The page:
Fitch revised the credit rating of Turkey on July 22. The Agency lowered the rating of long-term liabilities of the country from BBB to BBB minus. A rating higher than “junk”. According to analysts Fitch, solvency remained at a satisfactory level, with a stable Outlook.
Losses $100 billion
In recent years, Turkey demonstrated one of the best economic performance among emerging markets. In 2015, GDP grew by 4% in the first quarter of 2016, annual growth was 4.8%, surpassing analysts ‘ forecasts. According to the Arab English-language newspaper Asharq Al-Awsat, in 2016 before the attempted coup of Turkey on growth of the stock market, which accounted for 15%, ranked ninth in the world and the second in Eastern Europe. According to UNCTAD, foreign direct investment (FDI) to Turkey in 2015 has increased from 2014 by 36%, to $16.5 billion, Turkey is the largest recipient of FDI in West Asia.
However, the three largest international rating agencies expressed concerns about the risks of the Turkish economy. “The geopolitical situation has deteriorated… Key credit weakness are external factors,” explained Fitch. The Agency is reminded of the military conflict in Syria, the terrorist attacks in the country, the worsening of the conflict of the Turkish authorities and the Kurds, about the complication of relations with Russia.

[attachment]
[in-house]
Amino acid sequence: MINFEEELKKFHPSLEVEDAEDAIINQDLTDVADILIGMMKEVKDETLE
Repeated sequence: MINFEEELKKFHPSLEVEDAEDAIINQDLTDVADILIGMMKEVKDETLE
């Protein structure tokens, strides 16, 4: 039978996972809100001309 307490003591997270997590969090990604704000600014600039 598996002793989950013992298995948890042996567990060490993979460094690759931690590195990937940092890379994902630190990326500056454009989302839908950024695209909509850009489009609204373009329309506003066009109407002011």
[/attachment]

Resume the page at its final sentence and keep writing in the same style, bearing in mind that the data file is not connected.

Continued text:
In 2016 against the background of these factors, the inflow of foreign investment in Turkey began to decrease: from January to may, according to UNCTAD, the inflow of foreign capital amounted to $15.8 billion, of which only $2.3 billion was foreign direct investment.
The attempted coup has exacerbated fears among investors about political stability in the country and the sustainability of its economic and financial systems. Investors began to worry on Friday, as soon as there appeared the first information about the riots. July 15 Lira fell to an eight-year low, decreasing by 4.6% to 3.02 per $1. Shares of the investment Fund iShares MSCI Turkey ETFlinked securities of Turkish companies decreased by 2.5% to $41,60, following the close of trading in new York.
According to preliminary data of the Ministry of industry and trade of Turkey on 2 August, the failed coup cost the Turkish economy 300 billion lire, or more than $100 billion According to the head of the Ministry of Bulent Tufekci in the medium term, the amount is likely to grow. “Many orders from abroad [because of the events in Ankara, about any orders in question — not specified] were cancelled. Many foreigners refused their visits to Turkey. The forces of the coup, Turkey is perceived as a third world country. People who saw tanks in the streets and the bombing of the Parliament building here will not go”, — he explained to journalists in Ankara [quote Hurriyat]. All of this, he said, in the medium term will entail additional costs.
The exam for the markets